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Hobbes' Leviathan - Essay Example

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In this paper, I argue that, according to Hobbes, certain passions which require us to seek peace, allied to our reason, which suggests to us the means of achieving peace, combine together to lead us out of the state of nature.
Leviathan, published in 1651, marked an important development in political philosophy, in that it introduced the most powerful version of the social contract theory into political discourse…
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Hobbes Leviathan
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Download file to see previous pages The problem, as he sees it, is that there is no overarching 'figure', a being or entity or idea with power to instill awe, to occasion obedience to a greater good beyond the three causes of perpetual war, which he sees as competition, diffidence [fear of attack], and glory [or vanity] [ch13, p2]. Consequently, the lives of people in such a state are famously described as 'solitary, poor, nasty, brutish and short' [ch13, p3].
Hobbes appears to have been influenced in this negative characterization by the civil war raging in England at the time of his writing. He acknowledges that such a state may never have existed 'generally', but that it exists in places where the power to instill awe is absent:
Howsoever, it may be perceived what manner of life there would be, where there were no common power to fear, by the manner of life which men that have formerly lived under a peaceful government use to degenerate into a civil war. (ch 13, p4].
More notably, he argues that this state of perpetual conflict exists in societies, such as the native societies of America, where, according to his somewhat distant reading, there are no powers to instill awe and obedience.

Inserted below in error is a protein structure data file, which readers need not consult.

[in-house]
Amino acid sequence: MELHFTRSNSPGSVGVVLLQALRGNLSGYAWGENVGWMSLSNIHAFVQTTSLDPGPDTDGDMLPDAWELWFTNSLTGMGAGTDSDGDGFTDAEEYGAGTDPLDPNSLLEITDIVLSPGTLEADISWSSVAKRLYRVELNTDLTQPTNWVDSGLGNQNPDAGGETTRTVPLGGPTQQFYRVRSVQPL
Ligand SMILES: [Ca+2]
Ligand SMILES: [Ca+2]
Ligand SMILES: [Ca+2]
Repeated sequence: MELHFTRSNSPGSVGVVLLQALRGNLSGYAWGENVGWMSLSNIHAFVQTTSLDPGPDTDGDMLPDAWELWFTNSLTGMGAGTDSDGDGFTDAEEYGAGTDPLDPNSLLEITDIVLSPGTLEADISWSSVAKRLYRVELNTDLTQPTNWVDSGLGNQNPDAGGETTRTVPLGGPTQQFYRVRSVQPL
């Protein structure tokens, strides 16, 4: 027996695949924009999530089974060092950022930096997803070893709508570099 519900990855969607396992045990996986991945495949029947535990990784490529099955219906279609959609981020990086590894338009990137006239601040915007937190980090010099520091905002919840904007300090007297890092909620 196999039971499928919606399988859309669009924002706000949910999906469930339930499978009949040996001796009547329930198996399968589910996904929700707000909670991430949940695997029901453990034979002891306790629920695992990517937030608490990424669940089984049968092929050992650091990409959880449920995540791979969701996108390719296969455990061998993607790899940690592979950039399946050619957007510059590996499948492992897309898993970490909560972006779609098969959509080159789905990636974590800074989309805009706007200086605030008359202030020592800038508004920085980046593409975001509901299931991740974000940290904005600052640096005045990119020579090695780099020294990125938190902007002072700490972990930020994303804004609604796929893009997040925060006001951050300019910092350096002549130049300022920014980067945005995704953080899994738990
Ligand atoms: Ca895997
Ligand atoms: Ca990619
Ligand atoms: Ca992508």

Hobbes believes that humanity emerges out of this peculiarly solitary, untrusting state - in which justice, being a socially developed concept, does not yet exist (ch13, p4] - through a combination of reason and the passions. Hobbes asserts [somewhat contradictorily] that man's nature, besides being a cause of perpetual conflict with his neighbors, also inclines him to peace:
The passions that incline men to peace are: fear of death; desire of such things as are necessary to commodious living; and a hope by their industry to obtain them. And reason suggesteth convenient articles of peace upon which men may be drawn to agreement [ch13, p4].
The 'articles of peace' here mentioned are further developed, in chapters 14 and 15, into nine 'laws of nature'. Of these, Hobbes places the one he considers most important at the head. This law states that 'man ought to endeavour peace' [ch14, p1], as far as he is able to achieve it - and failing this, should seek all the advantages of war. Man's natural diffidence, or fear of attack, as mentioned earlier, would best be assuaged by the creation of a peaceful estate, but if this cannot be created, then a preparedness for war, based on the idea that attack is the best method of defense, is the next best option.
Hobbes' second law of nature is central to his idea of man moving out of the state of nature into civil society, in that it involves a willingness to restrict individual liberty. He states it thus:
That a man be willing, when others are so too, as far forth, as for peace, and defence of himself he shall think it necessary, to lay down this right to all things, and be contented with so much liberty against other men, as he would allow other men against himself [ch14, p2].
With Hobbes' third law comes the important idea of the covenant - what we nowadays translate as 'ontract'. 'Men perform their covenants made', he writes [ch15, p1]. I take ...Download file to see next pagesRead More
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